June 6, 2012

Jilted by Rachael JohnsA rare species—an outback romance that fits squarely into the romance genre without losing its character. The setting is familiar but not intrusive, and the story navigates some very emotional territory.

This review is part of the AWW2012 Reading and Reviewing Challenge. Click here for a list of books I’ve read so far.

It’s no secret that I love the idea of outback romance, but I’ve not had much luck finding authors who hit the right balance of romance, setting and character for me. With her new release, Jilted, published under Harlequin’s Mira imprint, Rachael Johns has become one of those rare authors.

Aussie soap star Ellie Hughes is persona non grata in her home town of Hope Junction. Ten years ago, she stood up her childhood sweetheart, Flynn, before going on to become a media sensation and household name.

Now she’s back, determined to care for her injured godmother even though she knows she’ll be walking into hostile territory. Flynn has never forgotten his childhood sweetheart—nor the kind of man he became when she left him standing at the altar. Neither has Hope Junction, and they’re going to make sure Ellie knows it.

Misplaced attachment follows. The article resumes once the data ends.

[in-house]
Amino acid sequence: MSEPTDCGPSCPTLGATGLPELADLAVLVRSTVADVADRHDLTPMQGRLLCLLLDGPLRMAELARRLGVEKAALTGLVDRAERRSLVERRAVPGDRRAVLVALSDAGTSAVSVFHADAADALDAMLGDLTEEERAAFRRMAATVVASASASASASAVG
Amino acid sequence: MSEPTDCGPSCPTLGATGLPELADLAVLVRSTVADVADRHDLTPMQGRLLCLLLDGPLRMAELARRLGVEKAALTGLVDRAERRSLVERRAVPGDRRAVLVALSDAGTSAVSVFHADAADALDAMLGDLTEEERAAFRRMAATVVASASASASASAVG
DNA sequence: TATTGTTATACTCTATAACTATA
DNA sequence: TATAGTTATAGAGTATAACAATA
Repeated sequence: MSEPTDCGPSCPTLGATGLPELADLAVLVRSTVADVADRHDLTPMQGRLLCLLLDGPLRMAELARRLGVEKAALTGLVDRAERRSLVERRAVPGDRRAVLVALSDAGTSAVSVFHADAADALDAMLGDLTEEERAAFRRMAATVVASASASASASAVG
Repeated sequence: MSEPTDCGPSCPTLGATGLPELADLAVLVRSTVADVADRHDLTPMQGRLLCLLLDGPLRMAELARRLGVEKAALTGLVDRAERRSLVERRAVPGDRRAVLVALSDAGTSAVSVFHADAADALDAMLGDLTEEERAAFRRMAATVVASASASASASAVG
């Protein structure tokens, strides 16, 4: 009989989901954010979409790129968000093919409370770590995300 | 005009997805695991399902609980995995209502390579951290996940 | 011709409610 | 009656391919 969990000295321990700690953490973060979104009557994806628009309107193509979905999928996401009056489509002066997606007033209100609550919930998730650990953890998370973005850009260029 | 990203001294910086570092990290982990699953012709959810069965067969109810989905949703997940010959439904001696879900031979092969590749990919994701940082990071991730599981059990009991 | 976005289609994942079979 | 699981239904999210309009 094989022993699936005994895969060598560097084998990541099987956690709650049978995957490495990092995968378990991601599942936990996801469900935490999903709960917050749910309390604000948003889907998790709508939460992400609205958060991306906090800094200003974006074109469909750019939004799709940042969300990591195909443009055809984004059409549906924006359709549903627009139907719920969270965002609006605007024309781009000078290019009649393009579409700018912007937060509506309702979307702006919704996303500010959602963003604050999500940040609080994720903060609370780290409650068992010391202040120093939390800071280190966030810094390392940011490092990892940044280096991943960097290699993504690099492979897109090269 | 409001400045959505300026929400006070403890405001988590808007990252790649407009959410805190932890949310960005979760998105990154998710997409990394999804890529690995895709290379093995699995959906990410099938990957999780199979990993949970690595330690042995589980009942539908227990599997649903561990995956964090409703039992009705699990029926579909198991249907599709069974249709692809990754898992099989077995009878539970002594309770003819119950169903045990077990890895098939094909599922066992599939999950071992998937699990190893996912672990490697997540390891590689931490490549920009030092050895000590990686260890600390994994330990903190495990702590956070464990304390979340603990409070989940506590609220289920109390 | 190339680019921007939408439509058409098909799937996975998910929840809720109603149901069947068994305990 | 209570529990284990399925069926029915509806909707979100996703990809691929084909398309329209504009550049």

Jilted is an outback romance with broad appeal. The setting never overshadows the characters, and the romance follows a familiar path without being too predictable. It feels like an extended Australian Superromance. The plot navigates some very emotional territory and, yes, it made me cry.

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May 25, 2012

Destiny of the Light by Louise Cusack (Shadow Through Time Trilogy, Book 1)This book is heavy on the intrigue and light on the introspection, but there’s plenty of room for strong, independent female characters.

This review is part of the AWW2012 Reading and Reviewing Challenge. Click here for a list of books I’ve read so far.